Mohammed Al Kindi (UAE/Oman) is firm that he “just wants to create whatever ideas I have in my mind without being entitled to one thing”. He does not like to be slotted; so far, he has been a graphic designer, videographer, photographer and owner of a clothing brand.

Mohamed Rowaizak (Egypt/Sharjah) is currently doing a BA in Architecture while studying Sociology and Design Management. “My artwork”, he says, “is an exuberant fusion between two worlds. The first is generative, logical and objective. The second is emotional, spiritual, and subjective”.

Najd Al Taher (Kuwait) is currently a Graphic Design student at the American University of Kuwait. “While attending my first ever concert, which happened to be Madonna”, she recalls, “I was stunned by the way music and visual imagery met and came alive together on stage. At that moment everything made sense to me, and that’s when I knew what I was destined for and what I wanted to do. I started to experiment with music and photography ever since, and slowly started to sculpt my point of view on life through art.”

For Nour Flayhan (American-Lebanese), illustration is very similar to the world of imagination. “It has many undiscovered areas awaiting to be stumbled upon and found”, she says. Sarah Abuabdallah (Saudi Arabia) works primarily with video. She grew up in Qatif, Saudi Arabia, and has recently completed her Masters degree in Digital Media at the Rhode Island School of Design in Providence.
 
Art Jameel, one of Community Jameel Initiatives, announced the names of the winners of Art Jameel Photography Award (AJPA) 2015 in its 6th edition, in a ceremony that was held at Hussein Jameel House, headquarters of Abdul Latif Jameel Company in Jeddah in mid-December 2015. The function was inaugurated by Faisal ElSamannoudi, Vice president of Abdul Latif Jameel Commercial Development Co., at a gathering of members of the media and the culture and arts community.

Cash prizes amounting to SAR80,000 was given away to the first five winners of the competition. The five winning works were chosen from 30 qualifying works that reflected the theme of ‘Transformations’.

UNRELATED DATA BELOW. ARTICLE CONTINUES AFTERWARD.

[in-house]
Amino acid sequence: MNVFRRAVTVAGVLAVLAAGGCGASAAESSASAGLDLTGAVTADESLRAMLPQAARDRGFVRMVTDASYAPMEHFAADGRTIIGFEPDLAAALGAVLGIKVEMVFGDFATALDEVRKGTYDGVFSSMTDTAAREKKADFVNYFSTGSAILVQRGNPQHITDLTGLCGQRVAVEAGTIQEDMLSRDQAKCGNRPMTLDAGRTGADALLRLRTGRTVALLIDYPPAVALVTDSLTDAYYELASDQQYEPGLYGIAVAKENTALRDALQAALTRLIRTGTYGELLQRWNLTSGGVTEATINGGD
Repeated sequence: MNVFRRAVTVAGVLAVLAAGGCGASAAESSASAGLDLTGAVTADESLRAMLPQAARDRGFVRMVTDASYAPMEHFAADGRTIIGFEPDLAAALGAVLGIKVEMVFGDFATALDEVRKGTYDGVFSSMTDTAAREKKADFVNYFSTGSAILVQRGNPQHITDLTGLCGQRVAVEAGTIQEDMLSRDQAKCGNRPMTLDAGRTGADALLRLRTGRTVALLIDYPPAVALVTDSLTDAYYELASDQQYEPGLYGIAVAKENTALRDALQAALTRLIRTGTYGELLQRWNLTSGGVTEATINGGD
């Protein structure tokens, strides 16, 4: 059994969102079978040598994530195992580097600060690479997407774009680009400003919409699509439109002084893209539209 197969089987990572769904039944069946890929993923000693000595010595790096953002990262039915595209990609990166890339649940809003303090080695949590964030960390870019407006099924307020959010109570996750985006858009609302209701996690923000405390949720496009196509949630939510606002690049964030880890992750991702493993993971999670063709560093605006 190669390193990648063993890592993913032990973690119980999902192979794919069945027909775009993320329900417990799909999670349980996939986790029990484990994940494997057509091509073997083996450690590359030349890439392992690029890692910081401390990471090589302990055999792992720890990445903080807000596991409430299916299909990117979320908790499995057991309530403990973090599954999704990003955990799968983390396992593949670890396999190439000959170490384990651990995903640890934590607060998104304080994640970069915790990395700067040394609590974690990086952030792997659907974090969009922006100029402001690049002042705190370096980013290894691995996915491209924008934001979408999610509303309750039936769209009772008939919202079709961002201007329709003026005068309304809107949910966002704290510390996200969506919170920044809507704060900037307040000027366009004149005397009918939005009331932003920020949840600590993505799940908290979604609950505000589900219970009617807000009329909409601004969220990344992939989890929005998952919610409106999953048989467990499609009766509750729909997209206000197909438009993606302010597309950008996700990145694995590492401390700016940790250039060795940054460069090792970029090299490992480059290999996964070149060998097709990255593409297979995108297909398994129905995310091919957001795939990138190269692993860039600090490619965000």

Adreano Pimenta of Portugal, won the first place for his work ‘Deconstruction of Inhabited Spaces – Transitions Behind the Obvious’, and Estebrak Al-Ansari, from the Sultanate of Oman, won the second prize for her photo ‘Omanis Under Water’.

The third prize went to Raihana Alhashmi, of the UAE. The fourth and fifth awards went to Marwan Haredy of Egypt, for his photo ‘I Am Visible’ and Rawan Alhusaini of Jordan, for her photo ‘Renounce’, respectively.

Dalia Moussa, Art Jameel Manager, said that “the Art Jameel Photography Awards succeeded during the last six years in achieving great success and now AJPA is one of the most important competitions in unearthing and supporting young talents in the Arab world”.

AJPA, which was launched in 2010, is a cultural, artistic project launched by Community Jameel to discover rising talents and help them develop their skills through personal consultation and by supporting their photography, regionally and internationally.

The sixth edition of this competition, in collaboration with the Saudi Arabian Society for Culture and Arts, witnessed the participation of about 400 photographers, which included Saudi citizens and residents, as well as participants from the UAE, the Sultanate of Oman, Kuwait, Qatar and Bahrain. The competition’s sixth edition expanded to include artistic talent from the entire Gulf area.

Winning the AJPA awards bestows many rewards on the artists: they become qualified to become one of Art Jameel’s artists; get the opportunity to qualify for a contract as a photographer with Art Jameel Initiatives; have the opportunity to present some of the selected photographs in events organised by the hosts and have the opportunity to exhibit winning photographs in regional and international exhibitions.